Renee Julison, who many former members say is the one in charge, could not be reached for comment.
With its emphasis on such ideas as "Name it, claim it," shepherding and "prosperity theology," the church has been controversial since it began, and many pastors express misgivings about it.
The Rev. Phyl Putz, pastor of Grace Baptist Church, for example, has his differences with Victory Church, but says he doesn't think they are doctrinally aberrant enough to be labeled a cult.
Rather, Putz said he has seen "some secondary [cult] qualities that have to do with control of members, which tend to be outgrowths of cult systems but can exist in any kind of family or group relationship that is not godly or healthy."
Although he has counseled former members of Victory Church, he has also seen people's lives become more stable and productive through involvement in the group. Putz said, "But they don't do church like I do."
Several former members say the Julisons warned members of becoming involved or even attending any other church, reading widely outside church-approved materials or mixing with outsiders, even those within their family. Several former members say the church broke up their family.
Julison denies this for the most part, but says at some point believers must separate from unbelievers according to the Scriptures.
He characterized the criticism of the Croys and others as "slander and gossip" that has been typical of some who quit Victory Church.
"We're a good church," he said. 'We've had so many people saved. I preach the Word of God, and many people don't always agree with that."
The church has attracted little official attention.
In 1992, a social services investigation of the church's Victory Academy, a K-12 school, found probable cause that abuse was being committed against students.
A policy of regular spanking with a wooden paddle for a variety of offenses, done by Principal Karen McIntyre, was abusive, said investigator Randy Slavens in his report. Because of the investigation, McIntyre says, the school quit using corporal punishment.
Karlene said it's difficult to explain how she got to the point where she needed to be "deprogrammed."
"Renee is very controlling and convincing," Karlene said. "Anything in my life, everyday decisions, where I live, where I work, things between my husband and I, had to be checked out with her."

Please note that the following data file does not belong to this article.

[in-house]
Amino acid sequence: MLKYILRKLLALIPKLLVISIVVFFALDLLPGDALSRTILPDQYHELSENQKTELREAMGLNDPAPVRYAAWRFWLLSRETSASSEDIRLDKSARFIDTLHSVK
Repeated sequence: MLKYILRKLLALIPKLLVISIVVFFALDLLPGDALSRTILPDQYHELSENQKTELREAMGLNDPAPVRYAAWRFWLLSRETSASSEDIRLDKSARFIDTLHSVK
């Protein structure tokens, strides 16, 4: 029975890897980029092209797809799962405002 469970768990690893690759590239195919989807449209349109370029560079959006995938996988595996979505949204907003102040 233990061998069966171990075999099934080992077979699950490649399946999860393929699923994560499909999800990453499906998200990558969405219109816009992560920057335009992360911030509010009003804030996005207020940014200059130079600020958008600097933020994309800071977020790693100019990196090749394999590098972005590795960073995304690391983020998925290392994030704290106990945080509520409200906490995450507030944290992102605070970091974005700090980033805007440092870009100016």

Karlene struggles now to explain how she allowed herself to be controlled. She thought that any church teaching "born-again Christianity" and the Bible was a good one, so her defenses were down, she said. "I'm a pleaser-type personality. I wanted to please God. It was my desire to know God and to know the Word of God, and she appeared to know it. They placed themselves in a position of authority."
Although she worked as a hairstylist, she spent most of her time working for Ed and Renee, she says. She worked until late at night, cleaning their home and offices. UI scrubbed their white deck every week and took care of all their flowers, vacuumed their house. I did their hair, washed their cars."
"It was all money and power," Karlene says. "Usually no one but Renee and Ed handled the money collected every Sunday during 30minute sessions during which two or three offerings might be taken."
Karlene said she was in charge of following Renee's orders and soliciting donations from members for personal gifts for the Julison family. One time it was a $7,000 baby grand piano. Other times it was a black lacquer dining room set, a refrigerator, a microwave, a Jacuzzi.
"Sometimes we would just collect cash and give them the cash." Renee often would tell Karlene to have checks made out to herself, cash them, and give the Julisons the money.